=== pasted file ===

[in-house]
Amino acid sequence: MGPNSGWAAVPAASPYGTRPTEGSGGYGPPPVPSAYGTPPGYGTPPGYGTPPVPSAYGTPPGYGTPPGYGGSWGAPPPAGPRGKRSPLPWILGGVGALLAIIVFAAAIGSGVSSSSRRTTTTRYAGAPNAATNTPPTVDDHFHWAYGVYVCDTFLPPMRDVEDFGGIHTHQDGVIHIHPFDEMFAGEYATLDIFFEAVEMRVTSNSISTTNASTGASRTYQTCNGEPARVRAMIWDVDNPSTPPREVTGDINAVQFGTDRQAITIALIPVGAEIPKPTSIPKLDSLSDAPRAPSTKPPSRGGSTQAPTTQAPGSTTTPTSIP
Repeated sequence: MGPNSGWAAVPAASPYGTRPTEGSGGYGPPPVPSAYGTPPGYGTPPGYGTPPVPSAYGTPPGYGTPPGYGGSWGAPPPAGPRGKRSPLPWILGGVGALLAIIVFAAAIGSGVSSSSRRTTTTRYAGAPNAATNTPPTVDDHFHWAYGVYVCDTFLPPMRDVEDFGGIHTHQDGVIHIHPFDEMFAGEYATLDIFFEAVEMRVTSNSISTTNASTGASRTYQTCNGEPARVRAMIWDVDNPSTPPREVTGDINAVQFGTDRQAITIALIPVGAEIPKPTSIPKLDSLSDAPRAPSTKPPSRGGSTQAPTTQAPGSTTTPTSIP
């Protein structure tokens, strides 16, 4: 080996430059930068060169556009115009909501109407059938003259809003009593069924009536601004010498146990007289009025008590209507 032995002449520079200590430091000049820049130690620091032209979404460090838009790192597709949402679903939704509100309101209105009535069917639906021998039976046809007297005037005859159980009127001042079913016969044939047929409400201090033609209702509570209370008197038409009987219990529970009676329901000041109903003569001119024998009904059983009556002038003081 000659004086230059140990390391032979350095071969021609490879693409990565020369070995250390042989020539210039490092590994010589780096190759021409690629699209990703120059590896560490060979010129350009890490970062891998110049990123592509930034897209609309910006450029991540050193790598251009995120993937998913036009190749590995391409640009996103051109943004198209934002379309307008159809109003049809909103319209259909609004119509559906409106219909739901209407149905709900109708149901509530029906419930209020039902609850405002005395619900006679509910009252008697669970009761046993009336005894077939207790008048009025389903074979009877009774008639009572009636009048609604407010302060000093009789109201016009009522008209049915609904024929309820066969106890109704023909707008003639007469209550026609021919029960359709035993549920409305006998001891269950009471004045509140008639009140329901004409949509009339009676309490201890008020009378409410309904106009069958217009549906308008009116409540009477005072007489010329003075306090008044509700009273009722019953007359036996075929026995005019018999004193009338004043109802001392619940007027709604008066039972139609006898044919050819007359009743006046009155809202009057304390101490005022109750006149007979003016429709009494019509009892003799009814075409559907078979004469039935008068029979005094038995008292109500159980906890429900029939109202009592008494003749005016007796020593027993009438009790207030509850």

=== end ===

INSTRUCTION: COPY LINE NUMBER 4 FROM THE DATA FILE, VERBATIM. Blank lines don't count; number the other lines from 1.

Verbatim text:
């Protein structure tokens, strides 16, 4: 080996430059930068060169556009115009909501109407059938003259809003009593069924009536601004010498146990007289009025008590209507 032995002449520079200590430091000049820049130690620091032209979404460090838009790192597709949402679903939704509100309101209105009535069917639906021998039976046809007297005037005859159980009127001042079913016969044939047929409400201090033609209702509570209370008197038409009987219990529970009676329901000041109903003569001119024998009904059983009556002038003081 000659004086230059140990390391032979350095071969021609490879693409990565020369070995250390042989020539210039490092590994010589780096190759021409690629699209990703120059590896560490060979010129350009890490970062891998110049990123592509930034897209609309910006450029991540050193790598251009995120993937998913036009190749590995391409640009996103051109943004198209934002379309307008159809109003049809909103319209259909609004119509559906409106219909739901209407149905709900109708149901509530029906419930209020039902609850405002005395619900006679509910009252008697669970009761046993009336005894077939207790008048009025389903074979009877009774008639009572009636009048609604407010302060000093009789109201016009009522008209049915609904024929309820066969106890109704023909707008003639007469209550026609021919029960359709035993549920409305006998001891269950009471004045509140008639009140329901004409949509009339009676309490201890008020009378409410309904106009069958217009549906308008009116409540009477005072007489010329003075306090008044509700009273009722019953007359036996075929026995005019018999004193009338004043109802001392619940007027709604008066039972139609006898044919050819007359009743006046009155809202009057304390101490005022109750006149007979003016429709009494019509009892003799009814075409559907078979004469039935008068029979005094038995008292109500159980906890429900029939109202009592008494003749005016007796020593027993009438009790207030509850």